Contemporary Spanish Women's Narrative and the Publishing Industry (Hispanisms Series)by Christine Henseler
As in other countries where the globalization of the book market has amplified commercial publishing, the effects of commercialization in Spain are changing the direction of the literary enterprise. Arguing that women face a particularly complex situation because the inclusion of their work is still considered a novelty in a male-dominated field, Christine Henseler examines the shifting expectations of Spanish women authors who must consider the forces of the market while writing and publishing their work. Henseler makes clear the relationship between a saturated marketplace -- induced by advertisements, best-seller lists, television and radio interviews, and online marketing -- and the tastes of the consumer. In a capitalist consumer economy that places books in supermarkets and mega-bookstores and in which novels are promoted and read more for entertainment than for their literary merit, women's books are more highly regarded the more they cater to erotic or commercial niche markets.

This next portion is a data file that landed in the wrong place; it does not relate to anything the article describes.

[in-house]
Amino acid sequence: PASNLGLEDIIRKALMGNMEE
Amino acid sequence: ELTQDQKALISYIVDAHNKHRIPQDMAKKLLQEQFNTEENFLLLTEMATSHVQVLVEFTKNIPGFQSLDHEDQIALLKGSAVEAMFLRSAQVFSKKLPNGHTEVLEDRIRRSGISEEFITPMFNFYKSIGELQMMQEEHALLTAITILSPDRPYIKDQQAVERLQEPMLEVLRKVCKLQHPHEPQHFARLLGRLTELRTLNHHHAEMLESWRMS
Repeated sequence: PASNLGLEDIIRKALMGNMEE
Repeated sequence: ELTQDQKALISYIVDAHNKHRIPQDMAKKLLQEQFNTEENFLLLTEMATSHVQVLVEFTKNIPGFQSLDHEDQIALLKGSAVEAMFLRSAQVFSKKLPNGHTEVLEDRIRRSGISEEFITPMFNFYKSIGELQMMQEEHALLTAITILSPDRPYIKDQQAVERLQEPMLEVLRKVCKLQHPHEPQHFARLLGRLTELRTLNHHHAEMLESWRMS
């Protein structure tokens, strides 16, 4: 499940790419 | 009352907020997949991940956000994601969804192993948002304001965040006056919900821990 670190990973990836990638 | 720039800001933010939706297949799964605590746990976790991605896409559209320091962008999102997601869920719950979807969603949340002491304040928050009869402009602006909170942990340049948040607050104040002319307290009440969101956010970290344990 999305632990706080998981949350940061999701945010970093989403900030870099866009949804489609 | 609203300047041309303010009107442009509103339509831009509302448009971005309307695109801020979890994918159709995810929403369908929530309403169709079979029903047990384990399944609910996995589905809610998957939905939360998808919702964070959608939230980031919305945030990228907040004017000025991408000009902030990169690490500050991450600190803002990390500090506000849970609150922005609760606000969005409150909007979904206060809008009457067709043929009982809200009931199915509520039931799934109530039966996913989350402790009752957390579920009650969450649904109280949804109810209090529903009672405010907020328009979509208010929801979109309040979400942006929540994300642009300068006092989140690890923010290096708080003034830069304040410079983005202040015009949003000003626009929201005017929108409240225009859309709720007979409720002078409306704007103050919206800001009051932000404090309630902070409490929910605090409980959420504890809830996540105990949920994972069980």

Contemporary Spanish Women's Narrative and the Publishing Industry engages an interdisciplinary approach to open the discussion of the consequences the literary market imposes on literature written by women. Henseler examines the visual creation of the seductive female body inside and outside the texts and the verbal application of this female figure on a narrative level in the works of authors including Paloma Diaz-Mas, Lourdes Ortiz, Cristina Peri Rossi, Esther Tusquets, Almudena Grandes, and Lucia Etxebarria. She examines novels of seduction, award-winning novels, and novels sold on the basis of an author's prior reputation, as well as advertisements, literary prizes, and reviews. She also draws on interviews with authors to provide insider views of contemporary Spanish publishing.
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